The district developed a new system called school-based budgeting. Strembitsky took financial control away from the central office and handed it directly to principals. As a result, with input from teachers and parents, they started deciding how many instructors, custodians, secretaries, or security officers they needed. Principals and teachers took ownership of their schools like never before, said Angus McBeath, who succeeded Strembitsky as the superintendent of Edmonton Public. "Staffs give up in schools when they don't have enough control," he said.

Edmonton transformed its central office into a group of separate operations that sell goods and services to principals. Again, the idea was to upgrade the system through competition. If principals were unhappy with services provided by the district, they had the authority to buy from outside vendors, McBeath said. "Initially, they thought it would be awful," McBeath said of principals and teachers. "Now, they love it."

Parents apparently love it too. Private school enrollment in Edmonton declined during the 1990s, according to the Edmonton Journal. Consequently, Edmonton has become an education mecca. Nearly every month, school district leaders, city council members, and state legislators from around the United States journey over the border to observe the hottest new trend in school reform. In October 2003, Time dubbed Edmonton "the most imitated and admired public school system in North America."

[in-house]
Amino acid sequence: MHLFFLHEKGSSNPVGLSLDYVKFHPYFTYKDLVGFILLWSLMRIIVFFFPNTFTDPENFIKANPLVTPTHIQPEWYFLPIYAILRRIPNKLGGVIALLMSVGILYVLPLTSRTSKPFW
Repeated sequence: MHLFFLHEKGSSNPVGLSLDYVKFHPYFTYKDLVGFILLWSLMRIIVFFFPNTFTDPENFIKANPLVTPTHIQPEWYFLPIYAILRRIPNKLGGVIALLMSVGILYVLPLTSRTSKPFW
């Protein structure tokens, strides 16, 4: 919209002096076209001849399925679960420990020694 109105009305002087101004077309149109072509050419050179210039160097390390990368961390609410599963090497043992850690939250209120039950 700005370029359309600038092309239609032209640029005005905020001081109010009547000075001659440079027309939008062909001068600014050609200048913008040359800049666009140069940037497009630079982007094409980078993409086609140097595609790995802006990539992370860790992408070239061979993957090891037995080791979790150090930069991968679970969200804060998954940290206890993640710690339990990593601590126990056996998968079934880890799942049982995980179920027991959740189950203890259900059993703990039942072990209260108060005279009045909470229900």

One zealous proponent of the Edmonton model is Eli Broad. Broad, who along with his wife has poured $400 million into his Broad Education Foundation, is exerting considerable influence in Oakland schools these days. He is helping fund the redesign of Oakland schools and has supplied some of its new leaders, including Barak Ben-Gal, the district's new acting director of fiscal services, and Troy Christmas, the district's new acting director of human resources. Both are young graduates of the Broad Foundation's urban education residency program.

Ward learned the details of the Edmonton model during his 2003 tenure at the Broad Foundation's school for superintendents, which trains CEOs and business leaders to run school districts. His instructor was William Ouchi, who wrote a book in 2003, Making Schools Work: A Revolutionary Plan to Get Your Children the Education They Need. (California Governor Arnold Schwarzenegger reportedly handed out the book as a Christmas present that year.) Ouchi champions the Edmonton model because it borrows from the lessons learned in corporate America. "The research on large businesses is when you get large, you become centralized, autocratic," said Ouchi, who made a name for himself in the 1980s as a best-selling author of books about corporate teamwork. "The answer is decentralization. In a large business, if you don't do that, you will be out of business. School districts don't go out of business. But by now people realize these districts are failing."